Worried Partners: As much as you can’t stand the way your laidback partner can often seem void of all emotion and just entirely unaffected by the world’s many instabilities, it is important that you realize how much you need someone in your life to pull you out of (rather than feeding into) those dark places you often go to. When your mind spins with thoughts about how you might get fired, or how you may never get the kids under control, do you want someone next to you saying, “Shit, maybe you’re right,” OR would you rather someone say, “You worry too much, things always work out.” As much as the latter may often sound dismissive or even naïve to you, the fact remains the same that it is exactly what you need to hear to keep from spiraling downhill. Appreciate your partner for reducing the power your anxiety has over you. It’s your biggest unrealized reason for why you stay with him/her.

 

Laid-back Partners: As much as you can’t stand the way your partner worries about little things you would never consider alarming, it is important that you realize how much you need someone in your life to help you feel and think more deeply. A life of depth is not doomed to a life of suffering. It is not only healthy, but it is enriching to take time to look at life from different perspectives and to consider its many positive/negative possibilities. Even if this may release some nervous butterflies in your stomach and make you feel a bit out of control, it reminds you that you’re alive. Appreciate your partner for awakening your intensity. It’s your biggest unrealized reason for why you stick by him/her.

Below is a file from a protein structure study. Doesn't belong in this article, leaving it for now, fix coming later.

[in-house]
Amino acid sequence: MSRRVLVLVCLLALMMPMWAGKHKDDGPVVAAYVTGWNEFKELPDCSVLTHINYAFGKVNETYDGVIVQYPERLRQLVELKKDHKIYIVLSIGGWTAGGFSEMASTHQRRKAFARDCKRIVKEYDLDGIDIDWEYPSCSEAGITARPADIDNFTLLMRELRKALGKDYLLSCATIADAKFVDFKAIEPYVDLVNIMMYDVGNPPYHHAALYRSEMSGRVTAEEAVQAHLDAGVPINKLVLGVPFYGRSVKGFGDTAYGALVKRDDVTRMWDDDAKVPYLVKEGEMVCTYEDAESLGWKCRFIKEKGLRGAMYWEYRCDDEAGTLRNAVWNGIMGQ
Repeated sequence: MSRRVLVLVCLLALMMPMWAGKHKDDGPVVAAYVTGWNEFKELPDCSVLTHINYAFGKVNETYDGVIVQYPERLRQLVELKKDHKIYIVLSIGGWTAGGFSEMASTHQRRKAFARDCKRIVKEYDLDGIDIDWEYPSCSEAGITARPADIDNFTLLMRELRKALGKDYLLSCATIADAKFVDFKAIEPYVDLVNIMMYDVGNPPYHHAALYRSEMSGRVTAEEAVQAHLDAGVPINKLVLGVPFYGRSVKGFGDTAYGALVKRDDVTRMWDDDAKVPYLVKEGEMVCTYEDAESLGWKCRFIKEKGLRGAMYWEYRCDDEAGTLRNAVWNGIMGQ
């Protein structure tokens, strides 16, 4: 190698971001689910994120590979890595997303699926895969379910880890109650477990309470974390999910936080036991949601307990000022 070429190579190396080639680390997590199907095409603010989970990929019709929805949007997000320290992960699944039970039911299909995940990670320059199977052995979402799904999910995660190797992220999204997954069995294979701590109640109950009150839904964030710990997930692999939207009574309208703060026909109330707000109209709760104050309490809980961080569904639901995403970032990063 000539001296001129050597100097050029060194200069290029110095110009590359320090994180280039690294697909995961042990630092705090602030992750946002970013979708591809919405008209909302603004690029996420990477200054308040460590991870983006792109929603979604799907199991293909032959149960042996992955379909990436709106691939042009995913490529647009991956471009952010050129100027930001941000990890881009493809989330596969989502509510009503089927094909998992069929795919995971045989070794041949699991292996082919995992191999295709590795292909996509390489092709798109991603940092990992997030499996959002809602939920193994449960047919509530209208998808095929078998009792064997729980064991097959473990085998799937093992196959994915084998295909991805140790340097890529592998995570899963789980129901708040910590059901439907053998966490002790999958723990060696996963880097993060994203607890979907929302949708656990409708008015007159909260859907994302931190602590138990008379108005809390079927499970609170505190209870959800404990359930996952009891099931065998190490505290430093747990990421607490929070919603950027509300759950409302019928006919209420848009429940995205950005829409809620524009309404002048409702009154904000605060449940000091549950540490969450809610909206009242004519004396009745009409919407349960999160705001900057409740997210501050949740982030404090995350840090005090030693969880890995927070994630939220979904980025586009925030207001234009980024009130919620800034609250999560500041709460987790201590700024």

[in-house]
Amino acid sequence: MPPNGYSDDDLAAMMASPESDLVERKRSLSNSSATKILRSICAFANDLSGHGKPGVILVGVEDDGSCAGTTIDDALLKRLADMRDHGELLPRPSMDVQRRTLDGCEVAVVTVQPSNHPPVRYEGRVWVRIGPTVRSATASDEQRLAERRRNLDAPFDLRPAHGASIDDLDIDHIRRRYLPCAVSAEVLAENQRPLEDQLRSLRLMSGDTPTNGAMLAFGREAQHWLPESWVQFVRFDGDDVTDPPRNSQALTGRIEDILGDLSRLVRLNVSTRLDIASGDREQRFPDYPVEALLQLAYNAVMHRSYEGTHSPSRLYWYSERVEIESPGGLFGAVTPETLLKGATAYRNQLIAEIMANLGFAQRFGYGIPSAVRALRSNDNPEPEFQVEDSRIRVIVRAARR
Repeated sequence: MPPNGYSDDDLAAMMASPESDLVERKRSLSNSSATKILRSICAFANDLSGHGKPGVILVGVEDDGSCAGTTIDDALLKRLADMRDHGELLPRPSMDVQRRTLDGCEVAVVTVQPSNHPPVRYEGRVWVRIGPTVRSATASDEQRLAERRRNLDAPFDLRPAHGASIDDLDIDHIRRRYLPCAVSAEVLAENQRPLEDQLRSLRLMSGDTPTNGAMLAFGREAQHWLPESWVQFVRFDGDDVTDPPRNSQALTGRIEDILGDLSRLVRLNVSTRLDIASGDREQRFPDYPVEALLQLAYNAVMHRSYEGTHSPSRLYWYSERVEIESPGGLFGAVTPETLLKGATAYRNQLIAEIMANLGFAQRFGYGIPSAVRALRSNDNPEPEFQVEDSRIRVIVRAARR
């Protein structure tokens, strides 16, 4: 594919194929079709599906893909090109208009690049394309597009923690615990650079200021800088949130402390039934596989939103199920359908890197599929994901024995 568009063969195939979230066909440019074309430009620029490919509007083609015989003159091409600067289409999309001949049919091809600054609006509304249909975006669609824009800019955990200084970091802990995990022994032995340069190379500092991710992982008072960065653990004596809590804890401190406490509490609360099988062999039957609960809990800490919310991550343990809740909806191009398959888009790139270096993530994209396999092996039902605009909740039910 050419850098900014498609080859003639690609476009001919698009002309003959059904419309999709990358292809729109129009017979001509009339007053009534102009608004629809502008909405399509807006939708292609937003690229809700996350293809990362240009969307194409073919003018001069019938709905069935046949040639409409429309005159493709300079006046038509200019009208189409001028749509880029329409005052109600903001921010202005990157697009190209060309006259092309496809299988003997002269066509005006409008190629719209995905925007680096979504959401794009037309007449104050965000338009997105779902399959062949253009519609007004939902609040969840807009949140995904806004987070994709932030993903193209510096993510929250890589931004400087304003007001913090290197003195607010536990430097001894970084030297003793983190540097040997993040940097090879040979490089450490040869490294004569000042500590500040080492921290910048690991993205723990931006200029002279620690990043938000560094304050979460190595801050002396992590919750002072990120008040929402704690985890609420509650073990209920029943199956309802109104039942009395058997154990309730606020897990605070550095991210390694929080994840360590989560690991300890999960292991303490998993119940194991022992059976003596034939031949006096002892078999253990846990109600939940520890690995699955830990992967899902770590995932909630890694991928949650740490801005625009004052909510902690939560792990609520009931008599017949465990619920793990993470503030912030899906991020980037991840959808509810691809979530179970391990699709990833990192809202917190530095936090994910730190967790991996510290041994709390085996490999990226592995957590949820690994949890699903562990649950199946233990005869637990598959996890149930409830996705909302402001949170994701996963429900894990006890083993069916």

Risk-taking Partners: As much as you can’t stand the way your partner “thinks things to death” and procrastinates on most decisions, it is important that you realize how much you need someone in your life to help you recognize when what you have is enough and that there isn’t always something more that you need to go chasing. There is certainly a time and place for adrenaline rushes and for being “in-it-to-win-it,” but learning to be in the moment is often just as, if not more, fulfilling. Appreciate your partner for reeling you back in when you’re getting lost in your own chase. It’s your biggest unrealized reason for why you keep coming back to him/her.

 

Safe-player Partners: As much as you can’t stand the way your partner seems to live and breathe for that next cheap thrill and the way he/she looks at you like you’re a curse of bad luck, it is important that you recognize how much you need someone in your life to break you out of that comfort zone and help you shoot for your biggest dreams. It’s impossible to enjoy the extravagant things that life has to offer you when you’re always standing on the sidelines and waiting for a sure thing. Appreciate your partner for tossing you into the pool and helping you prove to yourself that you can swim. It’s your biggest unrealized reason for clinging so tightly to him/her.